“Actual Use” vs. “Intent-to-Use” Trademarks

A trademark is a word, groups of words, or a symbol that is registered so that it can be used in association with a company or a product. Another individual or business can not utilize something that is trademarked. It is used more often by companies that want their customers or clients to know that a particular product or service is associated with their business.

There are two general ways to register a trademark. As the focus of such a mark is that it is used in association with a business, the word, phrase, or symbol must be actually used in commerce before it can qualify for registration.

However, this requirement poses a problem for businesses that do not want to spend time and money on getting a mark into commerce if it will not ultimately be eligible for registration. To address this problem, the Lanham Act, the federal law that addresses trademarks, was amended in 1988 to allow applications based on “intent-to-use” trademarks.

Choosing the Right Application

Whether you are applying for a trademark under either actual use or intent-to-use, you must fill out an application. The actual use application is known as a 1(a) application, and the intent-to-use is known as a 1(b) application. Both applications include the same information and require the same fee. However, the 1(a) application will also request information about when the trademark was first used.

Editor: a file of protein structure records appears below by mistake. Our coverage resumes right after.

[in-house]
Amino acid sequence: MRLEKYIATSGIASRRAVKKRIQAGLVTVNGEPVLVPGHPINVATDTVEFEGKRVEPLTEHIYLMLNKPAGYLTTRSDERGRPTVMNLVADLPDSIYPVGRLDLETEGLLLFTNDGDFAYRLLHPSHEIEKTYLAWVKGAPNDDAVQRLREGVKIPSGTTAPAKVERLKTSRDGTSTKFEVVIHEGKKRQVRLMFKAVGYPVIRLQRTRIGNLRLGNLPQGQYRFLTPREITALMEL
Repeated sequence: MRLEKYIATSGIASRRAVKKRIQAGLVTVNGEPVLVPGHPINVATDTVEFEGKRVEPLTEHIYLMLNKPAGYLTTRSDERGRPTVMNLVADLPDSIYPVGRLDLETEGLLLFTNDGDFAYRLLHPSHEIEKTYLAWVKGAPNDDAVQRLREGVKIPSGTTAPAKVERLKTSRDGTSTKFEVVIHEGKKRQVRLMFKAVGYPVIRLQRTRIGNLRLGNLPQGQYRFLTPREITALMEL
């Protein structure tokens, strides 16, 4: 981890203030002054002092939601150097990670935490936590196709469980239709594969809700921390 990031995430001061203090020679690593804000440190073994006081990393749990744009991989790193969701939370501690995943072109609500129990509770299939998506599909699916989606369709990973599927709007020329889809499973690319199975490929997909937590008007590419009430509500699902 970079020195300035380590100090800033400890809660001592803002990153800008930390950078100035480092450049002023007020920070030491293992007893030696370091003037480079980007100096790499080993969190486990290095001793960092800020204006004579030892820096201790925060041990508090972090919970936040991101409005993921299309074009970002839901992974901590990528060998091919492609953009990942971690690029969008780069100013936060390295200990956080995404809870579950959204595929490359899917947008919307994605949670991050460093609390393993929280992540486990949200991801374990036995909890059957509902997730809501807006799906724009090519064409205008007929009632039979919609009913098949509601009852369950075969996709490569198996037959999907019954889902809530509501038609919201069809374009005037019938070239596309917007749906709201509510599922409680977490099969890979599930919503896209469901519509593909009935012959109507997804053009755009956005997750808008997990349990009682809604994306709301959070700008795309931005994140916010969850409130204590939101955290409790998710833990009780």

You can file an intent-to-use application as long as you have a “bona fide” intent to use the mark in the very near future. While “bona fide” is not actually defined, it generally means that you must be able to present evidence of your good faith in filing that type of application.

The Application Process

Both applications go through an “examining attorney,” which the official title of the trademark examiners at the United States Patent and Trademark Office. Then, if approved, the mark will then be published in the Official Gazette for 30 days. Parties can file oppositions to the trademark during this period.

If the mark has no objection, it will continue through the application process. Actual use applications will head straight to registration after going through the publication process assuming no objection is made. However, intent-to-use applications require a few more steps.

First, the examining attorney will provide a Notice of Allowance to the applicant. The notice indicates that the mark has been approved; however, it still cannot be officially registered until it is actually used in commerce. The applicant must file a Statement of Use to prove that it is used in the market before it can be recorded. This statement is usually accompanied by a sample as well. Only after the Statement of Use is accepted can the trademark be officially registered.

Your unique business needs will dictate which type of application will work best for your company. Contact Integrated General Counsel for more information about trademark registration.

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